Ride Journal

Overview map of the route

Day 1: September 28

7:30am at Armitage Park wasn’t too hard considering how anxious I was to get started.  We met up just past the entrance, loaded up the support car, put on extra layers of clothes because it was really cold.  Luckily though, it was only cold and not rainy too.

We took a group picture then headed off to the north.

Day 1- Armitage Send-off

The morning was very cold and  quite breezy (read: strong headwind).  We went through Coburg then up and over I-5 to Diamond Hill and Gap road where Meg was waiting.  Meg was such an integral part of the trip.  It would not have been nearly as fun, or comfortable if it hadn’t been for Meg.  It was nice to see her waiting at the end of a tough section.  From this intersection we headed up the hills to Brownsville.  We had heard that the hill in Brownsville was not one to be sneezed at.  What was not brought to our attention was that it wasn’t just one hill.  It was about 4 hills.  As I crested the third one I exclaimed “gah! are you kidding me?!”

Samara finds more Bike Fridays in Brownsville

Our host spraying the agates at the Living Rock Studio

Kelsey taking in the art

Our first planned stop of the day was at the Living Rock Studio Museum.  I had read about it in Travel Oregon’s Guide and got the group on board.  The visit was unforgettable and I recommend people go see it for themselves if they are ever near Brownsville.

Lunch Stop at Bella Cuccina

We made it to Brownsville at high noon, tried to find a bike rack which, wasn’t so obvious at first and found some really great food at Bella Cuccina.  I indulged in a Raspberry Cremosa and a Grilled Chicken, Avocado, Bacon wrap.  It was really good!

Samara borrowed a Bike Friday New World Tourist for the trip and was stoked to see 3 other bike tourists with loaded down Bike Friday’s at a cafe in Brownsville.  This trio was from Washington and had begun their ride at Woodburn.

Thompson's Mill

After lunch we met back up with Meg, got what we needed from the car and took off again, across I-5 and into the wind!  We stopped at Thompson’s Mill State Park, which is a water-powered mill on the Calapooia.  We couldn’t go inside because there wasn’t enough water due to the removal of dams on the river, but the grounds were beautiful. There were very clean pit toilet style bathrooms, picnic tables, and the park ranger informed us that there would soon be more amenities for bikers (racks, etc).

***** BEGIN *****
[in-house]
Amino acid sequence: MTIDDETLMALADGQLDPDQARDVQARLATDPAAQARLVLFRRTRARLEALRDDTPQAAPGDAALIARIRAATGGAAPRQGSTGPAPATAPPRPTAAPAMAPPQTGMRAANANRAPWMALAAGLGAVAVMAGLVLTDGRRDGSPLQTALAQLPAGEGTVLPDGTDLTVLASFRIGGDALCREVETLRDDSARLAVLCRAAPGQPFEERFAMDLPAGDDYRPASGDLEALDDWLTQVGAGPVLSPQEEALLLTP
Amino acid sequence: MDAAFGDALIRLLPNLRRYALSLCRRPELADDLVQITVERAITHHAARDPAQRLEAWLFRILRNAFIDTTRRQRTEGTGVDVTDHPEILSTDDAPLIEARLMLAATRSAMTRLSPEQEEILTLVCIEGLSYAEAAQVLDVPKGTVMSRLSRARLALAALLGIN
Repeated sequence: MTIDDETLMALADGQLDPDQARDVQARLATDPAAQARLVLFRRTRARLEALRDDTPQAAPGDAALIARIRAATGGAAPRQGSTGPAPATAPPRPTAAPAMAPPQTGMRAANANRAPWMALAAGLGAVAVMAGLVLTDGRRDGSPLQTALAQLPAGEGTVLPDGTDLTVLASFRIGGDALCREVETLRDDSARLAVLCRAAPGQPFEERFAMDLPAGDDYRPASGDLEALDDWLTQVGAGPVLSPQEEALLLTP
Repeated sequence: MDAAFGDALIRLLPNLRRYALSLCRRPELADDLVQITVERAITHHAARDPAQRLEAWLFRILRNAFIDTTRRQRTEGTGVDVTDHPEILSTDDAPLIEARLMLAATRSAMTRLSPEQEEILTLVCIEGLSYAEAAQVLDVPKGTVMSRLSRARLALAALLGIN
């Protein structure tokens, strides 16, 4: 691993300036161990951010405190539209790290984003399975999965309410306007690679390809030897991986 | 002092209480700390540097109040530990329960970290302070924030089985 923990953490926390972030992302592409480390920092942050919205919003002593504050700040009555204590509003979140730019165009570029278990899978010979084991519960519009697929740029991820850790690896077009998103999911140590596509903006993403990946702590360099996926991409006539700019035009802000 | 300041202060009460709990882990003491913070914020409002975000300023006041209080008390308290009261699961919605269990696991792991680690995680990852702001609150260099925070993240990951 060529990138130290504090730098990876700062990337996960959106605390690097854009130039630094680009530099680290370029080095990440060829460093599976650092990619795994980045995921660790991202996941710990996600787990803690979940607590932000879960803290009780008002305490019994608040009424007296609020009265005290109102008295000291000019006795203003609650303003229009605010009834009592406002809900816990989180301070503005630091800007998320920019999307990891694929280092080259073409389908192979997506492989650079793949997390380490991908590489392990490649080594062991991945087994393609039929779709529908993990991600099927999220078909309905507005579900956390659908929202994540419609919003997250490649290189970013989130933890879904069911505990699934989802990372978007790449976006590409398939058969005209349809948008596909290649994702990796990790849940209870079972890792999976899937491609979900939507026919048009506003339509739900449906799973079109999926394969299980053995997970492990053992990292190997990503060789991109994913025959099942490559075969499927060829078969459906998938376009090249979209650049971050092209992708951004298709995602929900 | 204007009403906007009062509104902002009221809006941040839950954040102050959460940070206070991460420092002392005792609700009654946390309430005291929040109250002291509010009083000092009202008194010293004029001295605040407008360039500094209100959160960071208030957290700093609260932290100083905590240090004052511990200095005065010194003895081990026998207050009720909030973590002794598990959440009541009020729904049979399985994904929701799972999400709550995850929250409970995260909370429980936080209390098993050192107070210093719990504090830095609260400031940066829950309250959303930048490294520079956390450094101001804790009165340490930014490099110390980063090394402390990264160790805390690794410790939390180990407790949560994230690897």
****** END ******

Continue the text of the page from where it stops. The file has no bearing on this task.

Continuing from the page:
Meg had scouted the route the weekend before and found an alternate route around construction.  After a few turns, weaving through numerous grass fields we made our way to the outskirts of Corvallis and hwy 34 which presented itself as a very scary obstacle.

We all made it across hwy 34 and cruised into Albany to the Pfeiffer Cottage Inn where we met Ray and Debbie Lusk, our gracious hosts.  Their inn was beautiful and they were the best hosts.  We cleaned up enjoyed some cheese and crackers on the porch then went out to the Calapooia Brewing Company for dinner.

Pfeiffer Cottage Inn, Albany

We didn’t last long after dinner and headed off to bed to get ready for our early start.  I was most anxious for breakfast (my favorite meal).

Day 2: Albany to Salem

This was my first time at a bed and breakfast and I was almost giddy when it was time for breakfast.  Debbie made a delicious egg dish served with homemade salsa and some really yummy sausage.  Wow!  I ate it so fast I didn’t even get a picture of it.  I guess I will just have to go back to the Pfeiffer Cottage Inn =].

Carousel Museum: Albany, Oregon

Carousel Animal

Horse at the Carousel Museum

Our first stop of the day was the Carousel Museum in Albany (just down the street).  I didn’t know anything about the museum prior to our visit.  If the museum was a book and I was judging it by it’s cover, I don’t think I would have stopped.  But, like so many good books with unfortunate covers, the inside was awesome.  It was full of amazing pieces of art, energy, and people engaged in a community project.  I’ve ridden a carousel before, at Disneyland, at the fair… but I never really thought of the history or nostalgia of them.  The project in Albany seems to be bringing the community together while helping to keep alive the history of carousels.

After the Carousel Museum we stopped by the Albany Visitors Association, thanked Jimmie for the bottle of wine, went back to the Inn and grabbed our bikes and took off.  Our ride companion for the day was Alex from the State Parks.  She is an avid cyclist and has been instrumental in planning the various scenic bikeways in the state, including the Willamette Valley Scenic Bikeway.